Monday, June 8, 2009


Untitled, San Francisco, January 2009.

New York City photographer viggo asked this interesting question about the man pictured above in the rain: "What is it about umbrellas that is so endlessly captivating?"

Umbrellas seem to hold their own in any image; rain may set the mood of a picture, but the umbrella is a character in it. Gene Kelly memorably had a pas de deux with one. In Umbrellas of Cherbourg, umbrellas pass briskly in the rain-drenched tryst between Catherine Deneuve and Nino Castelnuovo like the gathering storm in the couple's lives (video below). It is fitting that when Mary Ellen Mark shot a portrait of Deneuve in the French Alps, she was carrying the very object that she turned into an icon.

Like a versatile character actor, the umbrella changes roles in every picture with chameleon-like ease. In the snapshot of Fred Astaire and Richard Avedon (shooting Funny Face),
its role is strictly utilitarian; to protect Avedon's camera from getting wet. In André Kertész' 1968 Tokyo picture, homogeneous umbrellas are a lemming-like organism, moving in unison towards a pointed direction. In my picture above of a rainy San Francisco afternoon, they meld unobtrusively into a motif of rippling concentric circles. The umbrella disappears altogether in Henri Cartier-Bresson's Pieta-like portrait, but casts a giant shadow over mother and child.

It's remarkable how such a simple object can do so much to evoke a plethora of moods. The umbrella, held aloft by an invisible hand in Burt Glinn's Macy's Parade picture, conjures a high-wire act performed by a clown, giving the image a circus atmosphere that is perfect for the happy occasion. The blurry windswept umbrella in Édouard Boubat's 1952 Parisian picture makes the storminess palpable; in his 1974 portrait, it obscures a child's smiling face but evokes a mood that is unmistakably Japanese. Catastrophe looms over Martin Munkacsi's 1927 picture of a flooded Sicilian street (below); time has slowed down to the tempo of a dirge and the umbrellas feel heavy in the sombre procession. But in his fashion picture for Harper's Bazaar, the parasol has taken center stage, and it is flippant and light as air.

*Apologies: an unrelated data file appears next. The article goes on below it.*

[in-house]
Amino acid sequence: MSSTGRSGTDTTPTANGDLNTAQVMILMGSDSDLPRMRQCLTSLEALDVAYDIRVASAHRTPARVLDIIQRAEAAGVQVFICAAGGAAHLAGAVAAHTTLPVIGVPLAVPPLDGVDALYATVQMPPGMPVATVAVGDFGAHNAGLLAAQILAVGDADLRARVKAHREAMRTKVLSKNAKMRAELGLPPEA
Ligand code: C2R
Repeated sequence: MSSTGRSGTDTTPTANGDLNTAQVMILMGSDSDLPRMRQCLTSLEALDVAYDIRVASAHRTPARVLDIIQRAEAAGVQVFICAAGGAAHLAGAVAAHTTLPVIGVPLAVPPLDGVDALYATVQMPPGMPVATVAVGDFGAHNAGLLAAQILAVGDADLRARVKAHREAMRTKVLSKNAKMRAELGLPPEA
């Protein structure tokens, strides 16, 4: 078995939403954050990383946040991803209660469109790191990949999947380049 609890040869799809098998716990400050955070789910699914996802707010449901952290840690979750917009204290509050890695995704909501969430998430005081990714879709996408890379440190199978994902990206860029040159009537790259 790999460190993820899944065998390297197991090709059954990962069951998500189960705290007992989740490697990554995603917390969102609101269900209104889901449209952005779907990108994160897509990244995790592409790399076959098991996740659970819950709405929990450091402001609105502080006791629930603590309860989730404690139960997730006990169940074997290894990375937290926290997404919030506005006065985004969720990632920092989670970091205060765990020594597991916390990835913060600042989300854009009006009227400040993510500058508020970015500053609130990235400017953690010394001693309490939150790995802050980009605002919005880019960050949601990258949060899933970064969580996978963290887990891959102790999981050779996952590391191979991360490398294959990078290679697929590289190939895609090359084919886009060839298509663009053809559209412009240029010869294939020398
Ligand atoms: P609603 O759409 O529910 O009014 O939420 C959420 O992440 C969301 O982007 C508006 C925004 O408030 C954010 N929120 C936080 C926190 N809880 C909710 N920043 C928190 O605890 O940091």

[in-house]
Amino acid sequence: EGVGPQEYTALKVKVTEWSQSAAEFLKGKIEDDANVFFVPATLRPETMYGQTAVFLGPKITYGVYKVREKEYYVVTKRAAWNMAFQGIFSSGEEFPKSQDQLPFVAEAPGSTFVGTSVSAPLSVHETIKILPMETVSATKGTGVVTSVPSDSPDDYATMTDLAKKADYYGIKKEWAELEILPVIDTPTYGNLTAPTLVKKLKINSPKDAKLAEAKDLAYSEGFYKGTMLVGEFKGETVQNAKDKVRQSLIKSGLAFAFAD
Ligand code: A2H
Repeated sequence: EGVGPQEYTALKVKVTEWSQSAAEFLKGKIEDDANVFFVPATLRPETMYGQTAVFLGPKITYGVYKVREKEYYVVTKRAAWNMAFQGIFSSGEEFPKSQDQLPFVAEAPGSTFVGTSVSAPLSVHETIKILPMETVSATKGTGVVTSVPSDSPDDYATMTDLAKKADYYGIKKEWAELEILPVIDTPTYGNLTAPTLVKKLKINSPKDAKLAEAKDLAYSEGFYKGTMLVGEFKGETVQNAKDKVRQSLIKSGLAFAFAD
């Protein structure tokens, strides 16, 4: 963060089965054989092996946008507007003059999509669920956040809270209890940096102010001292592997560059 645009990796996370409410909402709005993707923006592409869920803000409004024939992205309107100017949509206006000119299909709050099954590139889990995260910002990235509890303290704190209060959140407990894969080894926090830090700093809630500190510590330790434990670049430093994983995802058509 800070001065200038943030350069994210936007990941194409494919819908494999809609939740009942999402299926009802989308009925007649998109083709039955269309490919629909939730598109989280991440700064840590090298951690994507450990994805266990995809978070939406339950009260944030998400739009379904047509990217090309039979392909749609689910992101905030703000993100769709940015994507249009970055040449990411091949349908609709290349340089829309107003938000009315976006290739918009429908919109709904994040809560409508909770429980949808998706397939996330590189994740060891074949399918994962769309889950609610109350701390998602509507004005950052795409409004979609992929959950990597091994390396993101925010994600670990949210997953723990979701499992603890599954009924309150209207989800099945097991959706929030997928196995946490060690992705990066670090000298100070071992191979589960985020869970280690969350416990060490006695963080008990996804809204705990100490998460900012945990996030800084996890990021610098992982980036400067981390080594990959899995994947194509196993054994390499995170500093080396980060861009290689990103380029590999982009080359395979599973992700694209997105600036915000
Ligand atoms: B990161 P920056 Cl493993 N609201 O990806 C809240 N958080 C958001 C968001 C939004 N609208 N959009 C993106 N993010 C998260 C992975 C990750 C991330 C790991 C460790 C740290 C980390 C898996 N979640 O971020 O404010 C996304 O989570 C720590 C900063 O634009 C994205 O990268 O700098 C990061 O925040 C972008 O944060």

Umbrellas appear with remarkable frequency in some photographers' works. In Chinese photographer Fan Ho's lyrical vision of Hong Kong, it is ubiquitous as both subject and metaphor. Markéta Luskacová's umbrellas accompany portraits of despair and childlike innocence, and in many images, ritual and death itself.

Perhaps no other photographer captures the magical quality of rainy days -- and umbrellas -- than Portuguese photographer Rui Palha. Many of Rui's pictures are taken from the Centro Cultural de Belém, but they may well take place in a rain-soaked courtyard of the imagination, where solitary men in long coats, bearing umbrellas, trudge along surfaces that glisten with light.

Fan Ho

Markéta Luskacová

Umbrellas of Cherbourg

Mary Ellen Mark, Catherine Deneuve, French Alps, 1969
David (Chim) Seymour, Richard Avedon and Fred Astaire on the set of Funny Face, Paris, France, 1956.
André Kertész, Rainy Day, Tokyo, 1968.
Henri Cartier-Bresson, Calle Cuauhtemoctzin, Mexico City, 1934.
Burt Glinn, Balcony overlooking the Thanksgiving Day Parade on Central Park West, 1992.
Édouard Boubat, Sevres-Babylone, Paris, France, 1952.
Édouard Boubat, Kyoto, Japan, 1974.
Martin Munkacsi, Harper's Bazaar (detail), July 1935.
Martin Munkacsi, Palermo, Sicily, 1927.
Fan Ho, Waterfront (detail), 1965.
Fan Ho, Daily Routine, 1961.
Markéta Luskacová, Commercial Street, 1978.
Markéta Luskacová, St. Patrick's Mountain, 1972.
Markéta Luskacová, Sumiac, 1973.


  1. other objects that i noticed are bicycles and small boats. they always look good in photos.